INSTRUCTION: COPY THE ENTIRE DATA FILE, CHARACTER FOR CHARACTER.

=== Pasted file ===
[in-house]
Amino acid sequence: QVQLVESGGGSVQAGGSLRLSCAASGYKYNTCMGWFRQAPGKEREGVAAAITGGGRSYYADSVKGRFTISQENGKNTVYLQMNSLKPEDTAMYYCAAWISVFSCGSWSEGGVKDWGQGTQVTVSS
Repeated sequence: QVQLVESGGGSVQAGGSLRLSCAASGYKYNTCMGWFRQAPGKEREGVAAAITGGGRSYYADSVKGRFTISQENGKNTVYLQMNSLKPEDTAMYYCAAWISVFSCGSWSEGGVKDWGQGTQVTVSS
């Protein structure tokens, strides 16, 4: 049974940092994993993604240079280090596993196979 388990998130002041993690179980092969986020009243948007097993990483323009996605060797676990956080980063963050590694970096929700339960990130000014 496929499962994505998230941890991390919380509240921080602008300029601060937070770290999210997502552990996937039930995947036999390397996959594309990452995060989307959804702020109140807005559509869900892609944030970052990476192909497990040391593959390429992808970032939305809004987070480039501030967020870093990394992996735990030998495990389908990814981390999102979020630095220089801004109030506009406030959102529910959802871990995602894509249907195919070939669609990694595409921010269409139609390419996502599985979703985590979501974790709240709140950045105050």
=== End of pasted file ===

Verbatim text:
[in-house]
Amino acid sequence: QVQLVESGGGSVQAGGSLRLSCAASGYKYNTCMGWFRQAPGKEREGVAAAITGGGRSYYADSVKGRFTISQENGKNTVYLQMNSLKPEDTAMYYCAAWISVFSCGSWSEGGVKDWGQGTQVTVSS
Repeated sequence: QVQLVESGGGSVQAGGSLRLSCAASGYKYNTCMGWFRQAPGKEREGVAAAITGGGRSYYADSVKGRFTISQENGKNTVYLQMNSLKPEDTAMYYCAAWISVFSCGSWSEGGVKDWGQGTQVTVSS
């Protein structure tokens, strides 16, 4: 049974940092994993993604240079280090596993196979 388990998130002041993690179980092969986020009243948007097993990483323009996605060797676990956080980063963050590694970096929700339960990130000014 496929499962994505998230941890991390919380509240921080602008300029601060937070770290999210997502552990996937039930995947036999390397996959594309990452995060989307959804702020109140807005559509869900892609944030970052990476192909497990040391593959390429992808970032939305809004987070480039501030967020870093990394992996735990030998495990389908990814981390999102979020630095220089801004109030506009406030959102529910959802871990995602894509249907195919070939669609990694595409921010269409139609390419996502599985979703985590979501974790709240709140950045105050």